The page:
In December 1941, just a week after Pearl Harbor, HG-76, a convoy of 32 merchant ships, left Gibraltar bound for Liverpool.
Commander Johnnie Walker was responsible for protecting them. He faced a daunting task, as a German wolfpack of U- boats was lying in wait for him. During the convoy’s 2,000-mile voyage it would be continually shadowed by enemy U-boats and aircraft, and attacked with relentless ferocity.
Until now the U-boats were winning the tonnage war in the Atlantic, sinking ships faster than the Allies could build them. If that continued, Britain would be brought to its knees. Convoy HG-76, though, had two game-changing advantages. The first was the presence among its escorts of the small carrier Audacity. While she only carried four fighters, they proved invaluable in the convoy’s defence. The second was Walker himself, an expert in anti-submarine warfare whose talents hadn’t yet been tested.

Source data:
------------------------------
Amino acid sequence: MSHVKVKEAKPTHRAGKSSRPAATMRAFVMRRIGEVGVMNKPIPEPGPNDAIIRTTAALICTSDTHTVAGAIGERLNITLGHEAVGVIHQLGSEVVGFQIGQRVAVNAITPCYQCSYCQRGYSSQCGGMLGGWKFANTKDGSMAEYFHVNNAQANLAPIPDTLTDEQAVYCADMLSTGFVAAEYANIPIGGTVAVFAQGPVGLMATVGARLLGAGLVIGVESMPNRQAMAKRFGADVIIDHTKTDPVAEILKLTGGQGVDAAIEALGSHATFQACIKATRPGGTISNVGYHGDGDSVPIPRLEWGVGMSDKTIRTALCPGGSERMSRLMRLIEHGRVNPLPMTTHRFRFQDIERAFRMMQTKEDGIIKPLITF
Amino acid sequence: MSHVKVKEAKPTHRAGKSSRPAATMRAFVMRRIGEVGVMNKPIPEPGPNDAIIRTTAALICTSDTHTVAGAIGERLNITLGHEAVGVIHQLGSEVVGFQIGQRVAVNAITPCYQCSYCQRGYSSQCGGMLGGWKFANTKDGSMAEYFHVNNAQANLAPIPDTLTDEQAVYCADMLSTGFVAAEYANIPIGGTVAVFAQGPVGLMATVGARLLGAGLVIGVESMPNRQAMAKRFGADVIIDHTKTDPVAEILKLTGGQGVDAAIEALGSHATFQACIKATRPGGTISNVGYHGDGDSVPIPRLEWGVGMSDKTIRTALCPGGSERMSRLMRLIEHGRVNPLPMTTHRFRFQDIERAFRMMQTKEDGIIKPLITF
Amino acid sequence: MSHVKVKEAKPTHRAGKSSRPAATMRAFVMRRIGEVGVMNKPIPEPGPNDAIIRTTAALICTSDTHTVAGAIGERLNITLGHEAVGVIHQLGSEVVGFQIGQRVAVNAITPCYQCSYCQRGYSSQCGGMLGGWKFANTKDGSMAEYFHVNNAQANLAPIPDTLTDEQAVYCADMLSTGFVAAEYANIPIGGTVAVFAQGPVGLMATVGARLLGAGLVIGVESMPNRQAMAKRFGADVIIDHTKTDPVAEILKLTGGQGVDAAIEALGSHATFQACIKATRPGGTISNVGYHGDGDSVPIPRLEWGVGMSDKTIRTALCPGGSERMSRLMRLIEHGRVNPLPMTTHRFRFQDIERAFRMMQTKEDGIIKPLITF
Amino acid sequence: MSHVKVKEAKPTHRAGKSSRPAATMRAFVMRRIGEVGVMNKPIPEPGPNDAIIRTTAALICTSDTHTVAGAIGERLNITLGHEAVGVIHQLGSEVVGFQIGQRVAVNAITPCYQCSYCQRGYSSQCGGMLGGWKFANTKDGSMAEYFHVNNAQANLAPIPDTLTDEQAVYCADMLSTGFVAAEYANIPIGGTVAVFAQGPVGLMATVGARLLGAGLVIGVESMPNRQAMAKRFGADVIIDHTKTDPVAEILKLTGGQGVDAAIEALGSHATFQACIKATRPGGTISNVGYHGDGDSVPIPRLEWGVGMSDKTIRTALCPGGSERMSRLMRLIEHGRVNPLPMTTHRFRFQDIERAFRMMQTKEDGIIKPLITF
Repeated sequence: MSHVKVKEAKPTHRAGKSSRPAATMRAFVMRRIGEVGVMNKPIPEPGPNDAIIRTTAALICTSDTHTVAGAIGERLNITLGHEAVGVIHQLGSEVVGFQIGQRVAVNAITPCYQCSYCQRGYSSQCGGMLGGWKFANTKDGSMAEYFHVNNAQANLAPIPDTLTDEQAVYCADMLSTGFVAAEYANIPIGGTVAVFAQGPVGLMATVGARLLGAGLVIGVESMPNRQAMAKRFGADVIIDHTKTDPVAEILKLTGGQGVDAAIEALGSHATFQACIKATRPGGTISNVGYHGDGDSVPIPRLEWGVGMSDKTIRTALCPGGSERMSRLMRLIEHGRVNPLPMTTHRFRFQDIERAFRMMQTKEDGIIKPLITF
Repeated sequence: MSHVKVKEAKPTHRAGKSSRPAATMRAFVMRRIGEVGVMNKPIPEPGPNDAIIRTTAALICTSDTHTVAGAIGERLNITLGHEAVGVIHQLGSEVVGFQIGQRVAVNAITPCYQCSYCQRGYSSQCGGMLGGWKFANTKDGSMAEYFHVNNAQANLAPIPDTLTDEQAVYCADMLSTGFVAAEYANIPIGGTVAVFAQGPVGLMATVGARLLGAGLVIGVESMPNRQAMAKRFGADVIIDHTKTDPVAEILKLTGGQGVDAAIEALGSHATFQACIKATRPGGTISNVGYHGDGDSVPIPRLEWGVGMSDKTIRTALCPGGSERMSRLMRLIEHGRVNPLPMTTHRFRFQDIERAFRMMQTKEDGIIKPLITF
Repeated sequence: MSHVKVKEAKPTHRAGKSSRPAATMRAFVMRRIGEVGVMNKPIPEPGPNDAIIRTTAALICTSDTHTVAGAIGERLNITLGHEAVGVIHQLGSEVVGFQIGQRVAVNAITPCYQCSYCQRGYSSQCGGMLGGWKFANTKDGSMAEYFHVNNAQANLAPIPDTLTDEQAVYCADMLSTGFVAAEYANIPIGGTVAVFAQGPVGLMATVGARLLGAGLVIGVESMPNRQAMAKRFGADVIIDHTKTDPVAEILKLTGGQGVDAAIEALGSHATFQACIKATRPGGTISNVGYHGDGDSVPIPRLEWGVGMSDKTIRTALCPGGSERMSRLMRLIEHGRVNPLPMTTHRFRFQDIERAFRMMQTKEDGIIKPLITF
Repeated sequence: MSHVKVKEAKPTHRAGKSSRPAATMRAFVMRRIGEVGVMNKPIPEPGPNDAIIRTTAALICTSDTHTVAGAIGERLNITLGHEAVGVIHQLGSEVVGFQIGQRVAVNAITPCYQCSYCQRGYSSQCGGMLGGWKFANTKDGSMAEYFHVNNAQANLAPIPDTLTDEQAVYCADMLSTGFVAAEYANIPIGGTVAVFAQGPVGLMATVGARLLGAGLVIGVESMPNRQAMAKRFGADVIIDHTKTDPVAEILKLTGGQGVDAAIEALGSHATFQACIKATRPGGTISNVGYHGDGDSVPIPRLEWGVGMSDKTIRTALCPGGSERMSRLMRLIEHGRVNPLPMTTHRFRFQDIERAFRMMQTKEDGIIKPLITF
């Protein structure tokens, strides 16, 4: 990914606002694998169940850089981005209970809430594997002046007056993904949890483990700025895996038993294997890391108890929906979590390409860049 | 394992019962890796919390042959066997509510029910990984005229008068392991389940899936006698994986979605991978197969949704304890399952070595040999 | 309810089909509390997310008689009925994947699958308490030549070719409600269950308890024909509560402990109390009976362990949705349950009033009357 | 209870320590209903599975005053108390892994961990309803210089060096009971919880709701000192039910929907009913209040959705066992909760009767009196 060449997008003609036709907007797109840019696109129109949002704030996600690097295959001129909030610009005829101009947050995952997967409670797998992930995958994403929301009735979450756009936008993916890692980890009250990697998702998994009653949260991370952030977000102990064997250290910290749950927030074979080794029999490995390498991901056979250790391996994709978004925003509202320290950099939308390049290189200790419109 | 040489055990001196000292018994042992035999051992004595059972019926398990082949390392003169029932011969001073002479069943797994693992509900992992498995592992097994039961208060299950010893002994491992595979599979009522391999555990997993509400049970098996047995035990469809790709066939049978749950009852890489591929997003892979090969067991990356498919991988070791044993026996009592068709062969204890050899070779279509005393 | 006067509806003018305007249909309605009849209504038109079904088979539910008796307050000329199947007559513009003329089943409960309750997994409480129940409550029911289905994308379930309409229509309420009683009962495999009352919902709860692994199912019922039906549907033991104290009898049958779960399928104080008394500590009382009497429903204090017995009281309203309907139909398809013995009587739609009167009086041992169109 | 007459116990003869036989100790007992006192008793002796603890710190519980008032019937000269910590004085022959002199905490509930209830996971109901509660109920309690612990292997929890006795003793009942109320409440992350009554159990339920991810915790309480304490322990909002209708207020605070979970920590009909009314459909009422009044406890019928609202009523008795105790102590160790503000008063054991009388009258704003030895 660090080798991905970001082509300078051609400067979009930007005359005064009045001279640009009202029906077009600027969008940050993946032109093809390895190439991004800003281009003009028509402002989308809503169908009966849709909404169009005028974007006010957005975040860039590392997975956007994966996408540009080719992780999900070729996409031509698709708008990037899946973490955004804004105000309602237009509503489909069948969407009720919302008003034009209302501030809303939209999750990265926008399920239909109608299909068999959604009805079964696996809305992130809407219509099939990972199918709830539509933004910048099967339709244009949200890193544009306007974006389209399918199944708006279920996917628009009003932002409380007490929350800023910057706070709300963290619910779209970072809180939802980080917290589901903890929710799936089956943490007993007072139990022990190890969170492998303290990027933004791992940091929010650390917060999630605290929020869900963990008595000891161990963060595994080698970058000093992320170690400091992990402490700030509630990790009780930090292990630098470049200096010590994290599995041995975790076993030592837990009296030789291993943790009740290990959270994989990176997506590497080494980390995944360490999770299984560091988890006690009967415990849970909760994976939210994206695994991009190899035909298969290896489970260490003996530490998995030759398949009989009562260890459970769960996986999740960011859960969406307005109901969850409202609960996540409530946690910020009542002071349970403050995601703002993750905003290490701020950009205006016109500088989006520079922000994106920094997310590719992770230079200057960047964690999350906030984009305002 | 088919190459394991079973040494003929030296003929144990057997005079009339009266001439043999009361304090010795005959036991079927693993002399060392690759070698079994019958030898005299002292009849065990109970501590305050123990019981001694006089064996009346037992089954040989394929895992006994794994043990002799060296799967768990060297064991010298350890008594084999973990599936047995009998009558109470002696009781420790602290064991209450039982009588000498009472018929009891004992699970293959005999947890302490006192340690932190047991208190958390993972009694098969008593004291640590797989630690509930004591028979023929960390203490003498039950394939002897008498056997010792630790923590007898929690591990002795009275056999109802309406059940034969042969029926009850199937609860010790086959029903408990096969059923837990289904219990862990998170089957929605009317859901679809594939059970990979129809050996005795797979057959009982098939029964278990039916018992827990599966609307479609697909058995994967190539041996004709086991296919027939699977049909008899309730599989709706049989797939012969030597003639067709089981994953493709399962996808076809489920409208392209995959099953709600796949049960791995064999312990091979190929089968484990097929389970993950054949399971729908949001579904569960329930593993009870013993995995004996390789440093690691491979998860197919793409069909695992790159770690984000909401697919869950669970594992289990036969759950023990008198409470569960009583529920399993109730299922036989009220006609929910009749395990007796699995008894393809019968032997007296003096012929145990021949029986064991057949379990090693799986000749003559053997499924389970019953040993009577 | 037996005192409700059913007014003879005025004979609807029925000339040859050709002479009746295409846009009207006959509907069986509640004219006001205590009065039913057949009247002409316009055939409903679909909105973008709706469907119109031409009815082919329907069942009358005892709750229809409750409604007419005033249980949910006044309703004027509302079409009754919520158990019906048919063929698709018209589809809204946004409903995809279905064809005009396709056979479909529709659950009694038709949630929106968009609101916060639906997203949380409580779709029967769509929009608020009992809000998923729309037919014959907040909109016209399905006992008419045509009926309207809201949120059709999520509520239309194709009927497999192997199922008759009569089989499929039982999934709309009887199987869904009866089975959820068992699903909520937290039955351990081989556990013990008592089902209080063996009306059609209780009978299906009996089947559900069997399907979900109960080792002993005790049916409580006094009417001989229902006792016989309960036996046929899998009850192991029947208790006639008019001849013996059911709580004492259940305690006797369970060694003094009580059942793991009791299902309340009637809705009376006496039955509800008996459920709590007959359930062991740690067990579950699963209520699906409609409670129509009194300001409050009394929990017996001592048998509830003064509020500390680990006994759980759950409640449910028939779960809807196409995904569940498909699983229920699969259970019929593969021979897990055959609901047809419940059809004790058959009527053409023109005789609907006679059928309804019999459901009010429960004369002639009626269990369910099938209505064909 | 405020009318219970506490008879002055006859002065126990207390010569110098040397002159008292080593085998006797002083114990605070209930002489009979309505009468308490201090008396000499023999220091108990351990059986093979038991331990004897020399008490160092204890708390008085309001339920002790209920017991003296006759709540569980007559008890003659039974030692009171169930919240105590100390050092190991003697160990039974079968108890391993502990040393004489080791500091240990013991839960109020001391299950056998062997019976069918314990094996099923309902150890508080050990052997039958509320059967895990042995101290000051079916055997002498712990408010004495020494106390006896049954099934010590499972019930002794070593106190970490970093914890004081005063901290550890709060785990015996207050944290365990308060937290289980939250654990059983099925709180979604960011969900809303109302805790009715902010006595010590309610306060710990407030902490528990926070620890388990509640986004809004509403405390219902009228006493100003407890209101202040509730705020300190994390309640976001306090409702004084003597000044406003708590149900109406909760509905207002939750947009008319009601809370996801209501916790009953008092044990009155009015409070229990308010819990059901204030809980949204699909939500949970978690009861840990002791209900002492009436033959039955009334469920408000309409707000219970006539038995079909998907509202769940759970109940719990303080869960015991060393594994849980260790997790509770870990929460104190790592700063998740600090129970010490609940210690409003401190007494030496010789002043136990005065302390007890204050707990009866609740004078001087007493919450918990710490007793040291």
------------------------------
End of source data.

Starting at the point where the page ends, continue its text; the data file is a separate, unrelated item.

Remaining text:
The Convoy combines the story of the technical and tactical developments that won the Battle of the Atlantic for the Allies, along with a narrative that reveals both the terror and the stubborn determination that defined the experiences of those who served on convoy duties.